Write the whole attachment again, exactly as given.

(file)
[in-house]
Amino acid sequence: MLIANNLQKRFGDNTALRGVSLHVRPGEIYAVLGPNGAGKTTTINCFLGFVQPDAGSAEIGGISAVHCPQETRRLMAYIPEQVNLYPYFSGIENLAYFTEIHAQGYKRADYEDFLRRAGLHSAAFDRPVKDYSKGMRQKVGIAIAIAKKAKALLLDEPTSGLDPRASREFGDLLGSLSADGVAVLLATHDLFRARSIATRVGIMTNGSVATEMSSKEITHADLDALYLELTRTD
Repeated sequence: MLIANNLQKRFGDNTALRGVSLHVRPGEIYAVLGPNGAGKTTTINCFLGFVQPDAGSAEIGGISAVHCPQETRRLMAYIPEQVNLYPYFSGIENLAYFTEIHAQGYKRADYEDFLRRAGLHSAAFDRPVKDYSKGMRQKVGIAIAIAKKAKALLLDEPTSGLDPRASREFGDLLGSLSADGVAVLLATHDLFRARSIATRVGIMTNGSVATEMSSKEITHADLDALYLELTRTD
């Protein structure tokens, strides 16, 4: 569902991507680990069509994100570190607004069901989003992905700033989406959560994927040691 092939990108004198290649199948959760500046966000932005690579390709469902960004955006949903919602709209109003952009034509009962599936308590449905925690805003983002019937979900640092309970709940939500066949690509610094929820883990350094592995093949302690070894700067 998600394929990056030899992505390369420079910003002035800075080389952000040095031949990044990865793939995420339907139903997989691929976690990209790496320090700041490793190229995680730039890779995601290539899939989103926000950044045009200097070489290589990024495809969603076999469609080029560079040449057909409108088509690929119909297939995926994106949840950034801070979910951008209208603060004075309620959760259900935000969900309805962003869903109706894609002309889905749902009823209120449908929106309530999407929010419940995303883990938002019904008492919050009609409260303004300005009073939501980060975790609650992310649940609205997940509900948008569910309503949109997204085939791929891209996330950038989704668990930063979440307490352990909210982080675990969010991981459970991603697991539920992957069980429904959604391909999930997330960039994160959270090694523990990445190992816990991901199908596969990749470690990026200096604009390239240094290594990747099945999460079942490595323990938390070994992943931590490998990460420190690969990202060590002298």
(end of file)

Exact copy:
[in-house]
Amino acid sequence: MLIANNLQKRFGDNTALRGVSLHVRPGEIYAVLGPNGAGKTTTINCFLGFVQPDAGSAEIGGISAVHCPQETRRLMAYIPEQVNLYPYFSGIENLAYFTEIHAQGYKRADYEDFLRRAGLHSAAFDRPVKDYSKGMRQKVGIAIAIAKKAKALLLDEPTSGLDPRASREFGDLLGSLSADGVAVLLATHDLFRARSIATRVGIMTNGSVATEMSSKEITHADLDALYLELTRTD
Repeated sequence: MLIANNLQKRFGDNTALRGVSLHVRPGEIYAVLGPNGAGKTTTINCFLGFVQPDAGSAEIGGISAVHCPQETRRLMAYIPEQVNLYPYFSGIENLAYFTEIHAQGYKRADYEDFLRRAGLHSAAFDRPVKDYSKGMRQKVGIAIAIAKKAKALLLDEPTSGLDPRASREFGDLLGSLSADGVAVLLATHDLFRARSIATRVGIMTNGSVATEMSSKEITHADLDALYLELTRTD
């Protein structure tokens, strides 16, 4: 569902991507680990069509994100570190607004069901989003992905700033989406959560994927040691 092939990108004198290649199948959760500046966000932005690579390709469902960004955006949903919602709209109003952009034509009962599936308590449905925690805003983002019937979900640092309970709940939500066949690509610094929820883990350094592995093949302690070894700067 998600394929990056030899992505390369420079910003002035800075080389952000040095031949990044990865793939995420339907139903997989691929976690990209790496320090700041490793190229995680730039890779995601290539899939989103926000950044045009200097070489290589990024495809969603076999469609080029560079040449057909409108088509690929119909297939995926994106949840950034801070979910951008209208603060004075309620959760259900935000969900309805962003869903109706894609002309889905749902009823209120449908929106309530999407929010419940995303883990938002019904008492919050009609409260303004300005009073939501980060975790609650992310649940609205997940509900948008569910309503949109997204085939791929891209996330950038989704668990930063979440307490352990909210982080675990969010991981459970991603697991539920992957069980429904959604391909999930997330960039994160959270090694523990990445190992816990991901199908596969990749470690990026200096604009390239240094290594990747099945999460079942490595323990938390070994992943931590490998990460420190690969990202060590002298």